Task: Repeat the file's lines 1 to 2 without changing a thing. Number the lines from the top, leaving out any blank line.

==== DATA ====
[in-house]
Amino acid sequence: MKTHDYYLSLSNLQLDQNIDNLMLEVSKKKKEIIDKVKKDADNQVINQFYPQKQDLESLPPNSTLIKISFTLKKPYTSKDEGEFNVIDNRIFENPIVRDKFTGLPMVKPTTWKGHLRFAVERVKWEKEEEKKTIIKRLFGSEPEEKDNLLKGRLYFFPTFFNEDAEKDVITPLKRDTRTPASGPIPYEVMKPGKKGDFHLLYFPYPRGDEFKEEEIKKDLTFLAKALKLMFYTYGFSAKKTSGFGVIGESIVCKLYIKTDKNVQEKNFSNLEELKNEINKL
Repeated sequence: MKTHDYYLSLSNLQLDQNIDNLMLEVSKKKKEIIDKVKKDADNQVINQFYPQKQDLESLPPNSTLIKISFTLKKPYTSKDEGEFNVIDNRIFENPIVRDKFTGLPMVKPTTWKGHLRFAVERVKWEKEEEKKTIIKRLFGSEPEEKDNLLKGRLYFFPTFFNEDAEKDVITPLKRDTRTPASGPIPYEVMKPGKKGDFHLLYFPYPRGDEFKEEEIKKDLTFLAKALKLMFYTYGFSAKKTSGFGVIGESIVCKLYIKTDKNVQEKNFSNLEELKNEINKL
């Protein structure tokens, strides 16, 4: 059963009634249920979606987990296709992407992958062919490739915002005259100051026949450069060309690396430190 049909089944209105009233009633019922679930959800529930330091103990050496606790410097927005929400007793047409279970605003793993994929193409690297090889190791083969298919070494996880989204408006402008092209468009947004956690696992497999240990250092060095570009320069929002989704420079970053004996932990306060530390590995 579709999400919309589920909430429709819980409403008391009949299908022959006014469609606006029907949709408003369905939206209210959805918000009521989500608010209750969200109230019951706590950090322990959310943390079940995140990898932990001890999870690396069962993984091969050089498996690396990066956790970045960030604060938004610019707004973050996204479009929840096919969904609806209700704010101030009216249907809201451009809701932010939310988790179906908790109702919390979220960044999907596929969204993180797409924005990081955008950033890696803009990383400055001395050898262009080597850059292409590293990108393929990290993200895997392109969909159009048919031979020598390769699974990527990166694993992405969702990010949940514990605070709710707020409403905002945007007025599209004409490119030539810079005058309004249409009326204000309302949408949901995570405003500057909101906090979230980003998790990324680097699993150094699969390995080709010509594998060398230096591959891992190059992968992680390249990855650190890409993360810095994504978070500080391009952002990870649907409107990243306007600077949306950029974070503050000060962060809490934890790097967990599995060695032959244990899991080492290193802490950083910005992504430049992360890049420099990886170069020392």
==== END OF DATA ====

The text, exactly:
[in-house]
Amino acid sequence: MKTHDYYLSLSNLQLDQNIDNLMLEVSKKKKEIIDKVKKDADNQVINQFYPQKQDLESLPPNSTLIKISFTLKKPYTSKDEGEFNVIDNRIFENPIVRDKFTGLPMVKPTTWKGHLRFAVERVKWEKEEEKKTIIKRLFGSEPEEKDNLLKGRLYFFPTFFNEDAEKDVITPLKRDTRTPASGPIPYEVMKPGKKGDFHLLYFPYPRGDEFKEEEIKKDLTFLAKALKLMFYTYGFSAKKTSGFGVIGESIVCKLYIKTDKNVQEKNFSNLEELKNEINKL